In several of the texts we read before 1864, it is evident that women were wildly oppressed and essentially locked into a demure and submissive position. In Sor Juana’s letter, it is clear that she saw her two options as being a meek wife who never has time to study or join a convent in which she would have more time for studying and writing. As opposed to most writings at that time, she did not write about religion but instead turned her focus on feminism and secularism. Hers is considered one of the first feminist texts and defends women’s rights for an education, which was unheard of in that time. Despite all this, in alignment with the time period, Sor Juana was forced to sell the library that she had amassed and ended up renewing her religious vows. Seeing as men hardly allowed women to have an education or focus on studies, it follows that being in a leadership position was completely heard of in Europe or the colonies. This was different in select Native American tribes, which held the position of the sacred woman, who held the highest political position in their tribes. A letter was written to Benjamin Franklin from one of these sacred women in the Cherokee tribe, which he disregarded due to him not understanding that women could be leaders and have good judgment as well. Men in this time period feared and ignored strong capable women, and instead of letting them have their freedom to do what they wanted with their lives, men chose to degrade them and push them back into positions of weak and submissive positions. This was true for white women in the colonies, but African women experienced this situation tenfold. Despite seeing women as weak and helpless, white men still forced African women into slavery and worked them just about as hard as they worked the men.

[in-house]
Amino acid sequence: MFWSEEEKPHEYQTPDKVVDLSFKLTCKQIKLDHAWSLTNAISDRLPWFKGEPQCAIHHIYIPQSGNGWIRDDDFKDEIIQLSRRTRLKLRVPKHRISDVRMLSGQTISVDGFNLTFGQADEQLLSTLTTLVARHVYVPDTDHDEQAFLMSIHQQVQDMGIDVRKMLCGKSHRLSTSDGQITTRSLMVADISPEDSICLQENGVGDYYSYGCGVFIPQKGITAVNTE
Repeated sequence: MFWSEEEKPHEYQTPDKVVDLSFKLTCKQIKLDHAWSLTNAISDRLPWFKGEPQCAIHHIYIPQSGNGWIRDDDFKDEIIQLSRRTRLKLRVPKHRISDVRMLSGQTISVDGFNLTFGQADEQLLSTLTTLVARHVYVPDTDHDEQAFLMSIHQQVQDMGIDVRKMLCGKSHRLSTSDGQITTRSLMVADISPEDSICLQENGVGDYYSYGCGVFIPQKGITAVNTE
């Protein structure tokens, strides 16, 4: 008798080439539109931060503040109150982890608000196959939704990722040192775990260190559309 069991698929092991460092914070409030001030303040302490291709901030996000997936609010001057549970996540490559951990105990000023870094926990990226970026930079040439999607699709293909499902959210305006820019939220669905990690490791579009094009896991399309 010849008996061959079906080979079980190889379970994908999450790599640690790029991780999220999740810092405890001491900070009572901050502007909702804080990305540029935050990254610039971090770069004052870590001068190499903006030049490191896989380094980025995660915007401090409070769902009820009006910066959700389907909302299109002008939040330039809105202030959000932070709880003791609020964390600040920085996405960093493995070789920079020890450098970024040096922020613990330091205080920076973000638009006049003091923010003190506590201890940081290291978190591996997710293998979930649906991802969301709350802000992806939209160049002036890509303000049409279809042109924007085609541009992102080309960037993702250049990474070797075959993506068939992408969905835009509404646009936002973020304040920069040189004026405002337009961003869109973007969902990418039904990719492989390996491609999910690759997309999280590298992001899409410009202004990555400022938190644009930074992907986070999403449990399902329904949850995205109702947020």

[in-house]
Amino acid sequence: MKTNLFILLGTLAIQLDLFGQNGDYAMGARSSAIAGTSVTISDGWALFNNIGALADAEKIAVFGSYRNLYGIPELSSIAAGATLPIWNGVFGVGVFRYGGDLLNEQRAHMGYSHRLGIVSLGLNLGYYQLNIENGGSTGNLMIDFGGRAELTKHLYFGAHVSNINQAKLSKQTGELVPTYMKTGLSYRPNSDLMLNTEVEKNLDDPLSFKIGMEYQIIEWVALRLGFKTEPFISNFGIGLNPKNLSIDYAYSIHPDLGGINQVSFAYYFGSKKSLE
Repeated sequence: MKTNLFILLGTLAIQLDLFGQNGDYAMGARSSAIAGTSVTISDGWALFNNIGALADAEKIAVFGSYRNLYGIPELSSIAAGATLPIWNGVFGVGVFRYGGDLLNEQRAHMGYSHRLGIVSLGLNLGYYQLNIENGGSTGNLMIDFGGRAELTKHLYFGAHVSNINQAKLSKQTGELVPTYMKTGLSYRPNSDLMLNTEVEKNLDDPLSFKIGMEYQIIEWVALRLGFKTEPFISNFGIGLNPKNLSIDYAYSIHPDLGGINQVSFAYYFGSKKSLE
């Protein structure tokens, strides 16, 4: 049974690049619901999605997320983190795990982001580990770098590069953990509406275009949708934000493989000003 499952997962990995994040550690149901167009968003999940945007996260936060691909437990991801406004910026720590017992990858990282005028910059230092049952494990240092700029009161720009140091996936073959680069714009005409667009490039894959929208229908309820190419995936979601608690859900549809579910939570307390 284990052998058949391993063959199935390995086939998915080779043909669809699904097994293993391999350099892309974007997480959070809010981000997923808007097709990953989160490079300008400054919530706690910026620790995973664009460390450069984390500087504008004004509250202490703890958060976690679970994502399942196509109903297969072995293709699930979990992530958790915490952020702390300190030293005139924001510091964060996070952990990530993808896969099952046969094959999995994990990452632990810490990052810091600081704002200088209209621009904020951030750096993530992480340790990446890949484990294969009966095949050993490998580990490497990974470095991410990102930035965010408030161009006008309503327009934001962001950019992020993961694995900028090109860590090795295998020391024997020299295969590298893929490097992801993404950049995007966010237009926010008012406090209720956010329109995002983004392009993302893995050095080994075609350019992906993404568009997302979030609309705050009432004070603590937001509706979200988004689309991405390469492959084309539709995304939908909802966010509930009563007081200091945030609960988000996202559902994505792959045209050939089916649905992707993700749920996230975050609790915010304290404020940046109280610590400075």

Sojourner Truth was one of these women who was discriminated against for not only being black but also being a woman, which led her to face the brunt of a lot of hypocrisy. She is a woman who should “need to be helped into carriages, and lifted over ditches, and to have the best place”, yet is worked to the bone by her owners (Truth, 1). Arguably the most noted discrimination was against Africans that were shipped over from the colonies in order to force them into slavery. Slavery was evident during the entire colonial period throughout the colonies and was the foundation of the colony’s economy, which allowed them to go through with the revolution. Despite the Declaration of Independence claiming equality and freedom for all, the newly formed America still chose to force people into mind-boggling cruel circumstances based solely on the color of their skin. Many people justified slavery by claiming that since the slaves sang while they worked, it was a sign of happiness to be doing their jobs. Frederick Douglas contradicts this notion in his narrative by revealing that slaves “sing most when they are most unhappy. The songs of the slave represent the sorrows of his heart; and he is relieved by them” (Douglas, 12). Slowly, people began to magically understand the slavery was cruel and completely unjust. Abolitionists began to rise such as Samuel Sewall who authored the first anti-slavery tract and claimed that it was immoral from both the biblical and philosophical standpoint. In 1789, far before the emancipation of slaves, a man from Nigeria who had been abducted and sold into slavery wrote an autobiography that encouraged slaves to stand up and fight, which immensely aided in the abolitionist’s cause. Transcendentalists, such as Thoreau, joined the abolitionist movement and delivered lectures that attacked the fugitive slave law, seeing as transcendentalists believe in an inherent goodness of people, which means he likely hoped that whites would see their mistakes and begin to turn things around.
In today’s world, these discriminations against these same sets of people are still very present, though not near as severe. Native Americans are pushed onto reserves, women are still frequently seen as being less capable than men, and African Americans, despite not being forced into slavery any longer, are commonly seen as being less than whites and are treated much more harshly by the cops. If everyone somehow stopped discriminated against different races and genders, and instead looked at everyone equally, the world would most likely have a steep decrease in conflict and be much closer to a peaceful existence.